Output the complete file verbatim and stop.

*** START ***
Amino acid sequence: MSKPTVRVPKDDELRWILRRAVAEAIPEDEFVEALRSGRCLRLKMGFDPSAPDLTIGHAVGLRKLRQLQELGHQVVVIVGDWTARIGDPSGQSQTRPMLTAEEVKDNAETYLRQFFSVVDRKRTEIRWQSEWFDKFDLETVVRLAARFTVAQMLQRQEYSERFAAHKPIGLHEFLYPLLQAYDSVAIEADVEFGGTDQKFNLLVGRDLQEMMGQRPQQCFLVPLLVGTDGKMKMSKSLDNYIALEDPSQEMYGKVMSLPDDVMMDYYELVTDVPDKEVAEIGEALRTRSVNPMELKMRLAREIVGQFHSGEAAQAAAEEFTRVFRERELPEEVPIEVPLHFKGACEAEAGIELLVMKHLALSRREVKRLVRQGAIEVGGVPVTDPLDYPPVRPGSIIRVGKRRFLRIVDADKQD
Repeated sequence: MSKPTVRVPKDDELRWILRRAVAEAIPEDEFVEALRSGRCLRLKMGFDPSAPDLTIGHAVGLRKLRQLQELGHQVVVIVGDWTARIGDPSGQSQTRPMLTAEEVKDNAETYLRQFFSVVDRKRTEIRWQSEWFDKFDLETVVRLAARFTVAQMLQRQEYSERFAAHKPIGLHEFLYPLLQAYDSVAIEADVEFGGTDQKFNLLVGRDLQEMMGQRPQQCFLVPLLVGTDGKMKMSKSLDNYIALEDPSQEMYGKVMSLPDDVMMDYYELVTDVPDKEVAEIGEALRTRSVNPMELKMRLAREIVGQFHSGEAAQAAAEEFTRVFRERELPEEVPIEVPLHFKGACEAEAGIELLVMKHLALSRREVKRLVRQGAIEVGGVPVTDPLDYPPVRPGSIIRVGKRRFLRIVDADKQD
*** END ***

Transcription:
Amino acid sequence: MSKPTVRVPKDDELRWILRRAVAEAIPEDEFVEALRSGRCLRLKMGFDPSAPDLTIGHAVGLRKLRQLQELGHQVVVIVGDWTARIGDPSGQSQTRPMLTAEEVKDNAETYLRQFFSVVDRKRTEIRWQSEWFDKFDLETVVRLAARFTVAQMLQRQEYSERFAAHKPIGLHEFLYPLLQAYDSVAIEADVEFGGTDQKFNLLVGRDLQEMMGQRPQQCFLVPLLVGTDGKMKMSKSLDNYIALEDPSQEMYGKVMSLPDDVMMDYYELVTDVPDKEVAEIGEALRTRSVNPMELKMRLAREIVGQFHSGEAAQAAAEEFTRVFRERELPEEVPIEVPLHFKGACEAEAGIELLVMKHLALSRREVKRLVRQGAIEVGGVPVTDPLDYPPVRPGSIIRVGKRRFLRIVDADKQD
Repeated sequence: MSKPTVRVPKDDELRWILRRAVAEAIPEDEFVEALRSGRCLRLKMGFDPSAPDLTIGHAVGLRKLRQLQELGHQVVVIVGDWTARIGDPSGQSQTRPMLTAEEVKDNAETYLRQFFSVVDRKRTEIRWQSEWFDKFDLETVVRLAARFTVAQMLQRQEYSERFAAHKPIGLHEFLYPLLQAYDSVAIEADVEFGGTDQKFNLLVGRDLQEMMGQRPQQCFLVPLLVGTDGKMKMSKSLDNYIALEDPSQEMYGKVMSLPDDVMMDYYELVTDVPDKEVAEIGEALRTRSVNPMELKMRLAREIVGQFHSGEAAQAAAEEFTRVFRERELPEEVPIEVPLHFKGACEAEAGIELLVMKHLALSRREVKRLVRQGAIEVGGVPVTDPLDYPPVRPGSIIRVGKRRFLRIVDADKQD